All Systems Red

I know I'm late to this party. It's not the first time and it probably won't be the last. But I've grown wary of books that get a whole lot of love from critics and go on winning genre awards. The Hugo, especially, since it has become a political shit show these last few years. But when Martha Wells' All Systems Red won the Nebula, the Alex, and the Locus Awards, in addition to the Hugo Award for best novella, I realized that it had to be something special.

And when the subsequent sequels enjoyed the same kind of critical and commercial success, I knew it was time to give these novellas a shot. The whole set went on sale last year or the one before, and I took advantage of it to get my hands on them all. Those that had been released up until that point, that is. But for some reason, something held me back and I couldn't bring myself to read them just yet. It was the same with Gideon the Ninth, which turned out to be a bit of a disappointment when I finally elected to give it a shot.

With some free time during the Christmas break and no desire to jump into a doorstopper, it was high time to read All Systems Red. Sat down with a cup of coffee and went through it in one siting. Yes, it's that good!

Here's the blurb:

"As a heartless killing machine, I was a complete failure."

In a corporate-dominated spacefaring future, planetary missions must be approved and supplied by the Company. Exploratory teams are accompanied by Company-supplied security androids, for their own safety.

But in a society where contracts are awarded to the lowest bidder, safety isn’t a primary concern.

On a distant planet, a team of scientists are conducting surface tests, shadowed by their Company-supplied ‘droid—a self-aware SecUnit that has hacked its own governor module, and refers to itself (though never out loud) as “Murderbot.” Scornful of humans, all it really wants is to be left alone long enough to figure out who it is.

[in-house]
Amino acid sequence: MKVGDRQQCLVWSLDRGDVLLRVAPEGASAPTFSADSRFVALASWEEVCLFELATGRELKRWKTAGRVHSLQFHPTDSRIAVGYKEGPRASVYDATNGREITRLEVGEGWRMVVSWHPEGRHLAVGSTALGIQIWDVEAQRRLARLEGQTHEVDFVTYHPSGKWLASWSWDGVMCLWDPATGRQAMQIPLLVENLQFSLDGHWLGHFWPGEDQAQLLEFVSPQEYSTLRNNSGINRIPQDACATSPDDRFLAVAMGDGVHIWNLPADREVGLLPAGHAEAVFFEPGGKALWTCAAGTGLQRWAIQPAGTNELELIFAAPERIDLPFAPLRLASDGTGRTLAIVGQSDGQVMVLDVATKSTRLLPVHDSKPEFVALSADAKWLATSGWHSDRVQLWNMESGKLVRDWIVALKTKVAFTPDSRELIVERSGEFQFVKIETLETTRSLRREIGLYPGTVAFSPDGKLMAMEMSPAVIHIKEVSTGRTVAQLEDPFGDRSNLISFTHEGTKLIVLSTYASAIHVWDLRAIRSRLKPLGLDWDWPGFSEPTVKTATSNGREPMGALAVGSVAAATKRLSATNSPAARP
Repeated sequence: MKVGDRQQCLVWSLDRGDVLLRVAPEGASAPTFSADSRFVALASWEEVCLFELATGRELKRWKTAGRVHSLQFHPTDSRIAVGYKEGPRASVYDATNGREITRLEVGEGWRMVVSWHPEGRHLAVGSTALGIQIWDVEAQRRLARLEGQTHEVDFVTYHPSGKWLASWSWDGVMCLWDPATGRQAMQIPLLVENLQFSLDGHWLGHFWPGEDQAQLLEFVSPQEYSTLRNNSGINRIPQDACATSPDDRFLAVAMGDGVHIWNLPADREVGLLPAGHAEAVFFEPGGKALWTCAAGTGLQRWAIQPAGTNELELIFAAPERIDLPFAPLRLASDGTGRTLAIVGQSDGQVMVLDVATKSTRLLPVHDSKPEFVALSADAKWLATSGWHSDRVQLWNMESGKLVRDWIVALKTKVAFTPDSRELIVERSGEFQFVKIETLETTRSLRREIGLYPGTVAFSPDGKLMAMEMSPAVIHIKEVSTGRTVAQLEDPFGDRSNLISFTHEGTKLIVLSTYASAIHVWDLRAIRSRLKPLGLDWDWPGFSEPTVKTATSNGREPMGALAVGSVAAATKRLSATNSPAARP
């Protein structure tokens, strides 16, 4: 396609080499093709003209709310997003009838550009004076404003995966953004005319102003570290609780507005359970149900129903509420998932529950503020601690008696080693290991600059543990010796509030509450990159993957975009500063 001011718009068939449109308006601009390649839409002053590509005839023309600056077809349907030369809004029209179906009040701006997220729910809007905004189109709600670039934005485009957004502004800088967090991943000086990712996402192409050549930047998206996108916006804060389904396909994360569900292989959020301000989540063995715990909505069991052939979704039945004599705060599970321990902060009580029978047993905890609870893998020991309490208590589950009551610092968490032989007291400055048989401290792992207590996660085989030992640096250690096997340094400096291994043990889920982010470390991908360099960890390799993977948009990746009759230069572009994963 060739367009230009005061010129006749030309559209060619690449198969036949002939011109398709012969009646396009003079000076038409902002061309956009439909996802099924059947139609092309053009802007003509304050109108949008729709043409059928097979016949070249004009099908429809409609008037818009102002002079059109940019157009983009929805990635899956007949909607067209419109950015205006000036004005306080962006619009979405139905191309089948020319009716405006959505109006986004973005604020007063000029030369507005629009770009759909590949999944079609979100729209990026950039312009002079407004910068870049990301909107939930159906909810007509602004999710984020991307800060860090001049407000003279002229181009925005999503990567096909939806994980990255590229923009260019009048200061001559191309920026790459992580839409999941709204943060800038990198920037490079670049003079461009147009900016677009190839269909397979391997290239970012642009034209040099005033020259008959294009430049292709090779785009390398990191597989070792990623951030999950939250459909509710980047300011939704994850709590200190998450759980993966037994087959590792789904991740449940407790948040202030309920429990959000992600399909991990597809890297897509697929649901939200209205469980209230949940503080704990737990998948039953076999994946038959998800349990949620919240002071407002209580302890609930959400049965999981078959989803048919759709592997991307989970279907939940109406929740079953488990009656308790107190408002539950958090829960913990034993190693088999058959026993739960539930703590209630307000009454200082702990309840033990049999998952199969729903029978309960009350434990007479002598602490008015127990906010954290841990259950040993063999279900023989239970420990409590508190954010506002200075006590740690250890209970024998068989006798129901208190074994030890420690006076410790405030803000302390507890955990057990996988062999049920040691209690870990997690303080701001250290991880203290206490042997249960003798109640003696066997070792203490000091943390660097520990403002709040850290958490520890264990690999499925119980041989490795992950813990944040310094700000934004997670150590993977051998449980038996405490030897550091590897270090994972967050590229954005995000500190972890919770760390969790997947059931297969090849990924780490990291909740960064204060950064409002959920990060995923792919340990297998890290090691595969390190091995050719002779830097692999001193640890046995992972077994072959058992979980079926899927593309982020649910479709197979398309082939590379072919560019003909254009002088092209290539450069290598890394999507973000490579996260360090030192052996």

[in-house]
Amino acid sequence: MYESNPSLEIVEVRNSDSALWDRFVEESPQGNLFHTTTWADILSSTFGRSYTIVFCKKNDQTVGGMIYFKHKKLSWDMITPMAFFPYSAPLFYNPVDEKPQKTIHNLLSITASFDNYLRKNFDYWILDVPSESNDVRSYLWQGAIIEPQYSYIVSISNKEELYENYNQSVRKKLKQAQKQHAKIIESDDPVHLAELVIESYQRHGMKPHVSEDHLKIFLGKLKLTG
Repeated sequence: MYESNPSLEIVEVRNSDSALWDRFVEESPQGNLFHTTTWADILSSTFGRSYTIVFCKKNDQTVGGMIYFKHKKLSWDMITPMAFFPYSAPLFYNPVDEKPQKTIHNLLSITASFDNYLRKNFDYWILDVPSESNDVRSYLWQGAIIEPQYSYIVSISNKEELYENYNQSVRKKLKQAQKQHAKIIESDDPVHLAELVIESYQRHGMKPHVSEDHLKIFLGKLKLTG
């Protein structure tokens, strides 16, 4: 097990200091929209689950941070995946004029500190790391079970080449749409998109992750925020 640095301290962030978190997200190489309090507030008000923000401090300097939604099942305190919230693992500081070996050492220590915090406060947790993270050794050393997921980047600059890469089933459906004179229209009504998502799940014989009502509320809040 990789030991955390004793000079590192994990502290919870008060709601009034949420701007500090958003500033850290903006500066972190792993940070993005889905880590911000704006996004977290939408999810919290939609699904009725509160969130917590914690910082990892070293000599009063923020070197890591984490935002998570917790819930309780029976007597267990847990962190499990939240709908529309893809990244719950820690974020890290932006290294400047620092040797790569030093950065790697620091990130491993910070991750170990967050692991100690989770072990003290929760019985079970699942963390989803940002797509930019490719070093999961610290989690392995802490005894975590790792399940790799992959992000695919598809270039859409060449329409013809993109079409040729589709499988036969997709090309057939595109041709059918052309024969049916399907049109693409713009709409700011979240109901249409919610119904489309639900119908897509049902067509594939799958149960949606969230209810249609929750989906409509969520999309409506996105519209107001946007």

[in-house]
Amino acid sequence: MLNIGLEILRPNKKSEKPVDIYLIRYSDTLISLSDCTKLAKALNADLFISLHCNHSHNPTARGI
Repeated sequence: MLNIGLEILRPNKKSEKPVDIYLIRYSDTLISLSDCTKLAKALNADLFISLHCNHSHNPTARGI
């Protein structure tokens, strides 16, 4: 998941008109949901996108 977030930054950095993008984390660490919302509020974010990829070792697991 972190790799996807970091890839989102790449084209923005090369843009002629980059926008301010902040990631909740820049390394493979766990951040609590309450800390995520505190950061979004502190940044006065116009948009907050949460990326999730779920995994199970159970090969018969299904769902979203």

But when a neighboring mission goes dark, it's up to the scientists and their Murderbot to get to the truth.

I wasn't sure what to expect and I went into this one with no expectations, which is likely why I enjoyed it as much as I did. Given the novella-length format, I was aware that there would be little exposition. I was concerned that it would be detrimental to the story, yet it wasn't the case in All Systems Red. Time will tell if it will hurt the Murderbot Diaries in the long run. . .

The worldbuilding is kept to a bare minimum. Wells elaborates briefly on the Company, the bonds and the contracts inherent to exploratory missions, the SecUnits, but we learn very little about anything else. And what little we do discover is supplied by Murderbot's narrative. It may sound like a pretty thin plot, yet there is more than meets the eye. Limited in scope and vision as it appears to be, All Systems Red resounds with depth that will hopefully be unveiled in its sequels. Since I've already read Artificial Condition, I can vouch for the fact that, at least for the second volume, these novellas seem to build on the groundwork laid out by their predecessors. How ambitious and multilayered the series will turn out to be remains to be seen, of course. Still, the first installment makes you want to read the rest ASAP.

First-person perspectives are tricky things that can make or break a novel. It certainly makes All Systems Red a great ride. Indeed, the security android's narrative gives the novella its unique flavor and makes Murderbot one of the most compelling protagonists in science fiction today. Being in the head of this introvert SecUnit, who'd rather be left alone to binge watch TV shows instead of doing security duty for a bunch of scientists, is quite a treat. There is a lot more to his back story, but we only get a few hints in this one.

Given its size, I wasn't expecting much in terms of plotlines. It's obvious that Martha Wells wanted All Systems Red to be an introduction meant to allow readers to get acquainted with this self-aware android. And yet, though it's not obvious at the beginning, the author left a lot of doors open for further explorations of concepts and characters. And she does close the show with a bang, making it impossible not to jump into the second installment immediately.

Speaking of bang, that's exactly how All Systems Red starts and hooks you right from the get-go. The short fiction format precludes any sort of pacing issues. Even if it's not an action-packed tale, the novella is a page-turner. And since you can get your hands on it for about the price of a coffee, if like me you have yet to be introduced to Murderbot, I urge you to do so now!

The final verdict: 8/10

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